MARRIED COUPLES – with CHILDREN On the death of one or both parties upon making a Will.

Jack and Sarah are a professional couple. They are both employed by major companies who provide additional staff benefits on top of the staff salary.

Jack ( 50 ) earns £75,000 pa.    Jane ( 45 ) earns £35,000 pa.

While they were living together for 5-years, they had their daughter Jane, who is now 18. Upon her birth they decided to get married and later followed up with other children, Mark who is now 14 and Matthew who is now 12.

It had always been in their mind to make a Will after Jane was born, except; they could never figure out who should be their child’s guardian, would they be liable to inheritance tax, and what is to happen should one of them die while they are still relatively young and then the survivor re-marry –  amongst other potential scenarios.  It seemed easier to put it off till later.

It was that terrible airplane crash which killed all on-board over the Sahara desert in the news on Tuesday that jogged them into action. They themselves were planning to holiday in Mauritius in August this year, so they decided to sit down and put their heads together and  ‘just do it’.

They worked out their estate at £935,000.     It included:

( 1 )        A 3-bed detached house valued a £750,000 ( it had gone up a lot in since they moved in 7 years ago and neighbours John and Mary at number 22, had just sold their similar property to move to USA after John got a new job.

( 2 )        Various savings and investments of £65,000.

( 3 )        Cars and jewellery of £120,000.

( 4 )        The mortgage would be repaid on death of either of them.

And, they had read that, because they were married to each other, and had natural children, they are eligible for the newly introduced RESIDENTIAL NIL RATE BAND inheritance tax allowance, on top of the personal ‘INHERITANCE TAX ALLOWANCE’.  They calculated their estate as less than £1,000,000.  So they would not have to worry over any inheritance tax affecting their legacy to the children.  ( Tax year of 2017-18 ).

On that basis, they decided that they only need to make a Standard Family Will.  So they researched a few local firms where their bank service seemed the best.  It gave a lot more brochure information and it looked simple – just a form to fill in.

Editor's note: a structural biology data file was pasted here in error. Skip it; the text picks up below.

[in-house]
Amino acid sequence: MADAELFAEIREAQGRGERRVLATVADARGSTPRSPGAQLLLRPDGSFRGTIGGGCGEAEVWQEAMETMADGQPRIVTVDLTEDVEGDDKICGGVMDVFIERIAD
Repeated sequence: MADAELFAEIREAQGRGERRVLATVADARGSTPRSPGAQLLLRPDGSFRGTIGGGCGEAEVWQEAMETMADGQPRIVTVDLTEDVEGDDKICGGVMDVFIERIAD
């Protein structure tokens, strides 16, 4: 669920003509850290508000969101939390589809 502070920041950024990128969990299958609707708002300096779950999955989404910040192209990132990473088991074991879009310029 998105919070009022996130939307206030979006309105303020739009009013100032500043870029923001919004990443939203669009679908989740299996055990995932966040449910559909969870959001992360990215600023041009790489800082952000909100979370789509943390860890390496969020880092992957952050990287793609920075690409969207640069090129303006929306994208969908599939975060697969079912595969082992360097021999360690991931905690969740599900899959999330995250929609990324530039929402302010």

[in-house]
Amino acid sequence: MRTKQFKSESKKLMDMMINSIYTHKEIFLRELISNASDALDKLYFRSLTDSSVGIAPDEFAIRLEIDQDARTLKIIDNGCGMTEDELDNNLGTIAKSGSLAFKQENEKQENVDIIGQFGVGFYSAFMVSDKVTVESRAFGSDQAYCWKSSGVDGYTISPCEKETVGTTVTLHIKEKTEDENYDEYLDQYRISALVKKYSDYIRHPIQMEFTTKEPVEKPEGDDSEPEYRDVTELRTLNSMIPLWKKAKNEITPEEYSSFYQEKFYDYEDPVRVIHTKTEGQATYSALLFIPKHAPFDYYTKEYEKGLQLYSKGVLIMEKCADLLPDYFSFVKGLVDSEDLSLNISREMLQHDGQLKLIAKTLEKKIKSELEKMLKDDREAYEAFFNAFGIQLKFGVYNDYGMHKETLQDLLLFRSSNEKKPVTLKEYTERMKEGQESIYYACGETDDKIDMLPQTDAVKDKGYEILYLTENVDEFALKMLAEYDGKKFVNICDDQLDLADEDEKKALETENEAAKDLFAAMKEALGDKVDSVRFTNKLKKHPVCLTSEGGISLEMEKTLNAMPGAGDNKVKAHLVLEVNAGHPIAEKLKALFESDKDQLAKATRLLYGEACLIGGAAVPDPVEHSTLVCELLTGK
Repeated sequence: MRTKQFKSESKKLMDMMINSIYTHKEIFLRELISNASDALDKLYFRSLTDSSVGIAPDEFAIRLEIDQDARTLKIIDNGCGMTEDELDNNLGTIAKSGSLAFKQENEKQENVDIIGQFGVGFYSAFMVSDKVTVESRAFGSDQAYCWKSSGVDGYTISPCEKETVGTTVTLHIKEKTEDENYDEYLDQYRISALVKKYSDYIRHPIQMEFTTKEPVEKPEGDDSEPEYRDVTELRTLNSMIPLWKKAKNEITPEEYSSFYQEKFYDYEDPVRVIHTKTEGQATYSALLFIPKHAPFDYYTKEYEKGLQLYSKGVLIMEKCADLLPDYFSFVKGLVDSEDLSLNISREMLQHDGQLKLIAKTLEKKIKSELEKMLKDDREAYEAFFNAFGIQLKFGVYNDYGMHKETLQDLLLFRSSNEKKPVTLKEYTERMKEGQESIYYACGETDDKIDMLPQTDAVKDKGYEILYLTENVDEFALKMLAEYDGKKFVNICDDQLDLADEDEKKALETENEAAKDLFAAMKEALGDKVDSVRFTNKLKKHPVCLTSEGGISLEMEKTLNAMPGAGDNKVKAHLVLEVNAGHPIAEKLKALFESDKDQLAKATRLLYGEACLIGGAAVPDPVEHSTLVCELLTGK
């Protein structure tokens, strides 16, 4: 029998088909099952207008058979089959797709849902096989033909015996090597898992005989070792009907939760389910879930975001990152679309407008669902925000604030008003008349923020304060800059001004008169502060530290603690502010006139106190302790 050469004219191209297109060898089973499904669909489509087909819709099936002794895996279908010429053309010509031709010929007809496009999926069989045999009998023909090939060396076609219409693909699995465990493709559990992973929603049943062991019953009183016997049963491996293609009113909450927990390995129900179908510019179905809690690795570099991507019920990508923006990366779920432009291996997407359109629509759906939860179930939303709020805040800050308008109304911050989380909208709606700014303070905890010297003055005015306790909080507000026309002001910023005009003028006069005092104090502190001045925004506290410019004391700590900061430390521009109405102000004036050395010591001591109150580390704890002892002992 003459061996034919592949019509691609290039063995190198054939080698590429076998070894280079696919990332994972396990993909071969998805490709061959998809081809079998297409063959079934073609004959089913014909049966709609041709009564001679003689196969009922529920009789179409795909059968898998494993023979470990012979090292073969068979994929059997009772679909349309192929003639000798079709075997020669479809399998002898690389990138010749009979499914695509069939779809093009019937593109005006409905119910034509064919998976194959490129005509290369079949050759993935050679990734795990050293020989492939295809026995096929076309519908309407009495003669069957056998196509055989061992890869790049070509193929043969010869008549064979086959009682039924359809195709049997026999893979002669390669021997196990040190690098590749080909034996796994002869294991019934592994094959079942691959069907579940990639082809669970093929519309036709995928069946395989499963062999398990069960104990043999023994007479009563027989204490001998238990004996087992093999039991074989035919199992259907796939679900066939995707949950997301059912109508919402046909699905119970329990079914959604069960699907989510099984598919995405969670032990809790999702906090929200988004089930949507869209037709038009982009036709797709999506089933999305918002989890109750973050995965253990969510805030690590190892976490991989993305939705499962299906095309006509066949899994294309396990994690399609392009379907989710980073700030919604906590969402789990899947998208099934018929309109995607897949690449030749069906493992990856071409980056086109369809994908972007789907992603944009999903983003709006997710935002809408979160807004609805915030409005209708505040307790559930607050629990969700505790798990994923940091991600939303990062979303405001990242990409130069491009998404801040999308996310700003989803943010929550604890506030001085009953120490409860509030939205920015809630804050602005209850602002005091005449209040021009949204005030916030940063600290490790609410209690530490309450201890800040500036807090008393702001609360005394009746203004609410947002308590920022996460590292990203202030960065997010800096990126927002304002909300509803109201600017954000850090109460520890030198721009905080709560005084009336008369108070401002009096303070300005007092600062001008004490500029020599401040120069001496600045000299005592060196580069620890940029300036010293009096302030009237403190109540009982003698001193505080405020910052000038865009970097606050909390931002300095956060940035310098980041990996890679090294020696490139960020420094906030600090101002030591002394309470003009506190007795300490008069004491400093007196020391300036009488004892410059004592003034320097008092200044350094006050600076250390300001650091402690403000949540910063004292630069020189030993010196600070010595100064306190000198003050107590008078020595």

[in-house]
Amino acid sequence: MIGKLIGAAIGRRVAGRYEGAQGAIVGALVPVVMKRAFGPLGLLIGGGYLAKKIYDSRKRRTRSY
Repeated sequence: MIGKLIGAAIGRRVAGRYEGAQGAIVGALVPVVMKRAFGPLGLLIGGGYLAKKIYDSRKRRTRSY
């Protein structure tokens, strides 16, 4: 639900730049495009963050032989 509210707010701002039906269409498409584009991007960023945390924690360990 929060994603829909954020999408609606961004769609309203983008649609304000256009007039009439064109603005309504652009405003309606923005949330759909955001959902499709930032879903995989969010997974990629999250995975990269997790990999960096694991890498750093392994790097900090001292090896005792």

What Jack and Sarah didn’t know was…

In Wills and Estates, a little knowledge is a dangerous thing.  What appears simple on the surface may not always be so, when examined up close.  Jack and Sarah’s assumptions and analysis was flawed, with contradictions throughout their calculations and ideas.

Several very important points were missed, misunderstood or assumed – e.g. their employment history, their pension provisions, their employee benefits, their mortgage life-cover arrangements, -and- the RESIDENTIAL NIL RATE BAND inheritance allowance of £1,000,000 does not come into play fully, until the tax year 2020-21 – amongst other points.

This new information made the total of their ‘joint estate’ at £1,833,000.  Almost DOUBLE what they had figured.  ( Most people underestimate their true worth. )

The end result is therefore; that what appeared an easy ‘no inheritance tax’ position, had completely changed to one with a TAXABLE ESTATE of £853,000 and hence a TAX LIABILITY of £341,200  – assuming Jack were first to die.


If Jack and Sarah’s Standard Will remained unchanged, the children would lose a lot of their legacy to the taxman and others.

And; in addition to the tax bill, there would be the bank’s executor and probate expenses, along with lots of other charges for loans with which to pay this tax.  The bill in addition to the inheritance tax, potentially coming in at:  £180,000.

What Jack and Sarah had believed – assumed – about keeping the costs of a Will down, would actually result in much larger costs to the family and a significant loss in inheritance to the children that they wanted so much to benefit.

The good news is that Edmunds & Eve explore the questions and situations that other providers are not experienced in.  We focus on preserving family wealth while making the experience stress free in Plain English.


On the death of one or both parties upon making a Will.

If Jack and Sarah were married and did not have children when they died, then the RESIDENTIAL NIL RATE BAND inheritance allowance would not apply.  That would increase the tax bill by a further £80,000 in this tax year – ( 2017 – 18 ).  Whereas by the tax year 2020-21, it would increase the bill by £140,000 – assuming that the INHERITANCE TAX RATE remains at 40%.


  1. […] understand how this example relates to your wishes and circumstances, please see MARRIED COUPLES first, and then match the differences between that, and the discussion […]

  2. […] understand how this example relates to families, please see MARRIED COUPLES and COHABITING COUPLES then match the differences to the discussion […]

  3. […] understand how this example relates to families, please see MARRIED COUPLES and COHABITING COUPLES then match the differences to the discussion […]

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